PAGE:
An Italian American group is filing a lawsuit over the removal of a Christopher Columbus statue in Chicago.

“We are three days shy of the one-year anniversary of when the statues came down. We’ve been trying to be communicative, we’ve been trying to be respectful to the city and the park district. However, their lack of response has caused an unavoidable action of this litigation,” said Ron Onesti, President of the Joint Civic Committee of Italian Americans (JCCIA) to the Independent Chronicle.

“And we are not going away anytime soon. This is something near and dear to the hearts of our Italian-American community. But what started as an Italian-American thing has blossomed into something that is affecting all ethnic groups…What happened to our Italian-American community today can happen to any other group tomorrow,” Onesti added.

The group claims the removal of the Columbus monument violates a nearly 50-year-old agreement between them and the Park District that says it must obtain written consent from the group “before making any substantial change to Columbus Plaza or Columbus Statue.”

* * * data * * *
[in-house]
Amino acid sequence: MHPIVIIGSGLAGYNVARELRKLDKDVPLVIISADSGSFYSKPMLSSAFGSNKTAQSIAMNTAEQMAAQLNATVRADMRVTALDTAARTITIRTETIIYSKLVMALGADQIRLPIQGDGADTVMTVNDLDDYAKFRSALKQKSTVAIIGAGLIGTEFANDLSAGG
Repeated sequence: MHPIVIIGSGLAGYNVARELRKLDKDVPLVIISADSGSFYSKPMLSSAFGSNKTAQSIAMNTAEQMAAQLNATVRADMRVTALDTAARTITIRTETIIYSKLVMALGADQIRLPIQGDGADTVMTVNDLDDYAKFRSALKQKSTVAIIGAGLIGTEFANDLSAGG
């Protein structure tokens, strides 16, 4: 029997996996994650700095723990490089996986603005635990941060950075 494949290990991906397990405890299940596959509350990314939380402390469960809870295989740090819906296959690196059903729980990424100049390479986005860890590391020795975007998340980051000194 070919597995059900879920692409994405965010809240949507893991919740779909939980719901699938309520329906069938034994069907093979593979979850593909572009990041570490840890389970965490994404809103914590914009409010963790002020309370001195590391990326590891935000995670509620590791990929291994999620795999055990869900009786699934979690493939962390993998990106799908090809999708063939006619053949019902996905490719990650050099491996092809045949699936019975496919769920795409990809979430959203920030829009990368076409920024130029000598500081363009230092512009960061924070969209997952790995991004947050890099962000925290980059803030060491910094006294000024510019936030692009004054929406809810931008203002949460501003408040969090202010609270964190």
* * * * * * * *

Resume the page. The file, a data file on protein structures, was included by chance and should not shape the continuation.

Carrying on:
“It is believed that Mayor Lori Lightfoot ordered the removal of the three Columbus Statues claiming it as a safety measure during protests and civil unrest. It was to be ‘temporary,’ and the JCCIA’s position is that a year is long enough,” the group said in a press release Wednesday.

“We worked out a contract in 1973 with the Chicago Park District after the statue and plaza was built,” Ron Onesti, president of the organization, told local media. “The contract agreement basically says any alterations of the statue or plaza must have the written consent of the Columbus Statue Committee.”

“Removing the statue last year is a clear breach of our contract with the Park District,” Onesti added.

The lawsuit lists the Park District, several of its executives, and various members of the Board of Commissioners as defendants. The city of Chicago and Mayor Lori Lightfoot are listed as “respondents in discovery” and not as defendants.

Enrico Mirabelli, lead attorney in the lawsuit, said they tried to avoid taking the Park District to court but their contract states any legal grievances must be raised within one year. In April, to avoid going to court, the group sent a letter and the contract to the Park District Board of Commissioners.